Twilight Zone – The Misfortune Cookie (01/03/86)

tzmisfortunecookie1Starring one of the top five worst actors ever to make a good living at it: Elliot Gould.

There is a TV on in the newspaper office where Gould works.  Even back in 1986, TV news was making the most of the medium’s miraculous ability to communicate and educate; in this case by broadcasting a review of a sandwich shop.

This incenses Gould who fancies himself a real journalist — he reviews restaurants.  We can tell he is a serious critic because, not only is he wearing an apron in the newsroom, he seems to have a little mini-kitchen and wine-rack in his cubicle.

The report continues on to rave about Mr. Lee’s Chinese Cuisine.  For reasons unknown, Gould decides to ruin the restaurant with a terrible review.  He types a terrible — in more ways than one — headline, then admits to his co-worker that he has never actually been there.  Thank God journalists had evolved past this kind of elite tunnel-vision, bias and arrogant presumption before the 2016 elections.


Gould is such a great journalist, he can use a keyboard without a screen.

To preserve the facade of his journalistic integrity, Gould goes to Mr. Lee’s for dinner the next day.  He orders several dishes which are beautiful and still steaming on his table when he asks for the check. Mr. Lee is an honorable man.  He says he can’t accept money for a meal that was not enjoyed.  He brings Gould a “very special fortune cookie.”  It reads, “A grand reward awaits you just around the corner”. Moments later he inadvertently causes a thief to drop a bag of diamonds and gets a reward.

He goes back to the restaurant the next morning — the morning his scathing review runs in the paper.  Mr. Lee says, “You are the man who wrote all those bad things about Mr. Lee in newspaper” because Chinese people don’t understand pronouns or articles.  He promises to write a great follow-up review, then orders another meal and fortune cookie. Again, he skips the meal and goes straight to the fortune cookie which reads, “April arrives today, brings romance.”  Just after leaving, he meets a woman named April and I don’t even want to imagine what happens later.

tzmisfortunecookie3They go on a date to Mr. Lee’s Chinese Cuisine.  April chaus down, but Gould waits for the fortune cookie.  It’s not really worth the wait as it reads, “You’re going to die.”  He calls Mr. Lee out of the kitchen.  Lee says you get the fortune you deserve.  Gould storms out, but after a few steps all those skipped meals catch up with him.  He is acutely, ravishingly starving.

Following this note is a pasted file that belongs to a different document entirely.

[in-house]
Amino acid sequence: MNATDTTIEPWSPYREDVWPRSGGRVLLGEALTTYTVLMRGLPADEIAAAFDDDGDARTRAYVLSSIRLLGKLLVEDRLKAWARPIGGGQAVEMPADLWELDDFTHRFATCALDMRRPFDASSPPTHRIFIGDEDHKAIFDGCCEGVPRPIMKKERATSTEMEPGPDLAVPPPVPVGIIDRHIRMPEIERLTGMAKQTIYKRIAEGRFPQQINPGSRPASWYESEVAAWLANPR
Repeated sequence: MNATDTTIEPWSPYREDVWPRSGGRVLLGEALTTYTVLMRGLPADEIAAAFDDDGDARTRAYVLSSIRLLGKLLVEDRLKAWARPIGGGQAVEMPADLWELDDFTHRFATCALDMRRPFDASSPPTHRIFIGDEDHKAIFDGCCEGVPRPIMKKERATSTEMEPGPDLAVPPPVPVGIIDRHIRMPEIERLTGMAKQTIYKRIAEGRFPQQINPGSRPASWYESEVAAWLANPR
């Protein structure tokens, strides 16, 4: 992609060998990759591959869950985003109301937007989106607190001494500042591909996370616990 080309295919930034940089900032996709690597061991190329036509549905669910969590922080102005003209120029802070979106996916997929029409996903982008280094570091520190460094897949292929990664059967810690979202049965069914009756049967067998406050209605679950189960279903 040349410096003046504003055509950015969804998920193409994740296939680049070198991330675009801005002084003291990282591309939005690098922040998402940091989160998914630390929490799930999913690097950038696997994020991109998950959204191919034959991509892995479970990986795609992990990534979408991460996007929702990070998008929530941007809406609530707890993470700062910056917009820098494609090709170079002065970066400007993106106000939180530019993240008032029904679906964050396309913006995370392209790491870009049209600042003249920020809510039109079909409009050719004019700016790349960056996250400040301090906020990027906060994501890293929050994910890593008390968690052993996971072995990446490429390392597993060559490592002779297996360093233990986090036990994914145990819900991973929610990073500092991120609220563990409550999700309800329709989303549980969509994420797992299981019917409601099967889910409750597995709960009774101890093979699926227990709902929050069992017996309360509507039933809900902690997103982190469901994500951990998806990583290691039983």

He looks down the street and all of the restaurants are Chinese.  He enters one and begins stuffing his face.  Two seconds later he is hungry again.  He eats and eats and eats but is never satisfied.  The marching Chinese bring dish after dish to his table. Yada yada, he’s dead and in hell — but one of those TZ hells where you get too much of a good thing.  He is sentenced to having Chinese food brought to him, which is a deal a lot of Chinese people would take.

Gould was surprisingly good in this.  Most weeks this segment might have grated a little bit.  The first two segments in this episode built up considerable goodwill, though.  It would just be churlish to point out he was damned to hell for a fake news story.  Even Brian Williams got another chance.

I rate it #18.


  • Classic TZ Roots:  A Nice Place to Visit also had a very hospitable hell.
  • Trivia:  Note in the beginning when Gould’s co-worker says the word “exposes” something flies out of his mouth.  Note also that when Gould begins typing his review, he has a keyboard, but no screen.
  • Gould’s tombstone at the end charitably trims 10 years off his age.
  • The ending narration says he is a man “for whom the phrase Dim Sum is not merely a description, but a damnation.”  I have no idea what they were going for there.

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